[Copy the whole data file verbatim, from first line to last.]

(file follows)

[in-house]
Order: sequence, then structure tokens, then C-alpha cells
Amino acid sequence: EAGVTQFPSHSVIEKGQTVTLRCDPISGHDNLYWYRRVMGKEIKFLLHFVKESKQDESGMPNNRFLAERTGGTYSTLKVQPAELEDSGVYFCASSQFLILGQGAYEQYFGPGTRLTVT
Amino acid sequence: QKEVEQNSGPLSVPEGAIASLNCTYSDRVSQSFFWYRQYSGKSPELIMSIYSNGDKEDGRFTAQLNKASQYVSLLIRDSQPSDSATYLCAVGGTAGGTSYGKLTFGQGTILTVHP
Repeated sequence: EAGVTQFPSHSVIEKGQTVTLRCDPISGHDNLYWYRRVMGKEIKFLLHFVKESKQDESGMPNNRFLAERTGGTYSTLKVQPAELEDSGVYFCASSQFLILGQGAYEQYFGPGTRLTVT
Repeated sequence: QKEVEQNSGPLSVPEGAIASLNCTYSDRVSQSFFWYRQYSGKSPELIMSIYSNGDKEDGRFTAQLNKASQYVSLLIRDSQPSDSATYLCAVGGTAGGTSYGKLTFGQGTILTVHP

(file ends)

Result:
[in-house]
Order: sequence, then structure tokens, then C-alpha cells
Amino acid sequence: EAGVTQFPSHSVIEKGQTVTLRCDPISGHDNLYWYRRVMGKEIKFLLHFVKESKQDESGMPNNRFLAERTGGTYSTLKVQPAELEDSGVYFCASSQFLILGQGAYEQYFGPGTRLTVT
Amino acid sequence: QKEVEQNSGPLSVPEGAIASLNCTYSDRVSQSFFWYRQYSGKSPELIMSIYSNGDKEDGRFTAQLNKASQYVSLLIRDSQPSDSATYLCAVGGTAGGTSYGKLTFGQGTILTVHP
Repeated sequence: EAGVTQFPSHSVIEKGQTVTLRCDPISGHDNLYWYRRVMGKEIKFLLHFVKESKQDESGMPNNRFLAERTGGTYSTLKVQPAELEDSGVYFCASSQFLILGQGAYEQYFGPGTRLTVT
Repeated sequence: QKEVEQNSGPLSVPEGAIASLNCTYSDRVSQSFFWYRQYSGKSPELIMSIYSNGDKEDGRFTAQLNKASQYVSLLIRDSQPSDSATYLCAVGGTAGGTSYGKLTFGQGTILTVHP